TEACH: Trial of Education And Compliance in Heart dysfunction chronic disease and heart failure (HF) as an increasing problem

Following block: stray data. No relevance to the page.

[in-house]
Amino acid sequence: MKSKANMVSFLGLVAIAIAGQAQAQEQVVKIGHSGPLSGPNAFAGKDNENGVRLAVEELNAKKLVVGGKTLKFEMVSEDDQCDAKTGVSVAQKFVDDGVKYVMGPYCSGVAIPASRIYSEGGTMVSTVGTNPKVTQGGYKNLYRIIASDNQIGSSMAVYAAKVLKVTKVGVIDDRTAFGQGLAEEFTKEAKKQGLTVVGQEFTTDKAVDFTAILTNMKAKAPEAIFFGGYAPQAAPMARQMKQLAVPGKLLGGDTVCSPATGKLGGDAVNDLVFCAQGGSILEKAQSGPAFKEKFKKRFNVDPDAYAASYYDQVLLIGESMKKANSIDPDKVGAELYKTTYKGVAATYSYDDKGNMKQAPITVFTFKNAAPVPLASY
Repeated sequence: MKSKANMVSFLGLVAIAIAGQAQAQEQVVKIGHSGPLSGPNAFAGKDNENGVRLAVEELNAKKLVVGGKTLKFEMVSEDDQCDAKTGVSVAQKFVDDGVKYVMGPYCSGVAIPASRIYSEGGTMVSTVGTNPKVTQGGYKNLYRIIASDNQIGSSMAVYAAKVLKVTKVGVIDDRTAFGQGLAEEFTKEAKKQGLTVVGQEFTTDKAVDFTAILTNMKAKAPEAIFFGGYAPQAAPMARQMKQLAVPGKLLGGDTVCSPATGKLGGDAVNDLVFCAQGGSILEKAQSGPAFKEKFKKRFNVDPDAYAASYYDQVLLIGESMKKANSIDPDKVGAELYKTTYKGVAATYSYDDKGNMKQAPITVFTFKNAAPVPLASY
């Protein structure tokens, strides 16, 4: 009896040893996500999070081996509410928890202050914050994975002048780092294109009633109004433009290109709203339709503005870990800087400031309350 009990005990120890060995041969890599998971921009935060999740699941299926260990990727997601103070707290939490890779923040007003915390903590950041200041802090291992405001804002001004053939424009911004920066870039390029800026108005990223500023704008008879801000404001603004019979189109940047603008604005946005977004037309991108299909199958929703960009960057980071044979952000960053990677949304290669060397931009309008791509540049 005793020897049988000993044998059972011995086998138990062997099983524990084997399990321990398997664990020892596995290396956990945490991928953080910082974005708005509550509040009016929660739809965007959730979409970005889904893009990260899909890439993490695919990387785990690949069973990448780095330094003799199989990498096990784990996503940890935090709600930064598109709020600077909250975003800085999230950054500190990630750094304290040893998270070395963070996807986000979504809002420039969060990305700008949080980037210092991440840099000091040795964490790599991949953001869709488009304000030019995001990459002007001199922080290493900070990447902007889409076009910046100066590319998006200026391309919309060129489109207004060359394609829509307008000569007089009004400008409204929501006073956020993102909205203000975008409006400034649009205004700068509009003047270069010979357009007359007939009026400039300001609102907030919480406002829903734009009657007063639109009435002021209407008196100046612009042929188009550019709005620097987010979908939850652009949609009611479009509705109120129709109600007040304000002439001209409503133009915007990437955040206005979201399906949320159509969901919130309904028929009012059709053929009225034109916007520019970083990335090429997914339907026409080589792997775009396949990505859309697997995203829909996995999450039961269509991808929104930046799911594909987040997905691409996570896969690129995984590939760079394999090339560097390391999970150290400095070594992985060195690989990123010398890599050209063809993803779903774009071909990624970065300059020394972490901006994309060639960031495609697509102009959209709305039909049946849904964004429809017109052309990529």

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UNLABELLED: In this manuscript we outline the development of a randomized control trial. INTRODUCTION: Heart failure (HF) is one of the leading causes of hospitalization in North America. While great advances have been made in the treatment of this disease, many factors limit the effectiveness of treatment. The objective of this Trial of Education And Compliance in Heart failure patients (TEACH) was to measure in patients with heart failure who were hospitalized and then discharged into the community, the impact of a comprehensive outpatient educational intervention on: 1) a composite endpoint of mortality, readmissions and visits to the emergency room for all causes, 2) the impact of the intervention on health-related quality of life, 3) the impact of the intervention on compliance to medication and 4) the economic impact of providing such an intervention to patients. RESEARCH DESIGN: This was a prospective cluster randomized controlled clinical trial in patients who were admitted to hospital with a diagnosis of heart failure (HF). Patients were stratified by reason for admission to hospital. Stratum 1 included patients whose primary reason for admission was HF and stratum 2 included patients whose primary reason for hospital admission was not HF. HYPOTHESIS: HF patients who receive an enhanced educational intervention from their community pharmacist will 1) have an absolute risk reduction in the number of events of 20%, 2) be more compliant, 3) will demonstrate less health-related quality of life (HRQoL) impairment as measured by disease-specific and generic HRQoL instruments and 4) will lower costs/Quality Adjusted Life Years (QALY) due to fewer total events per patient. OUTCOMES: Outcomes were collected every 3 months from baseline to the end of 1 year. Events were tracked using a comprehensive database that we developed and validated. In order to measure compliance we used electronic measures known as Track Caps (MEMS). We also used pharmacy refill data that was provided to us from all community pharmacies the patient used. This data was analyzed and interpreted using a validated formula developed by Steiner et al. (1996).
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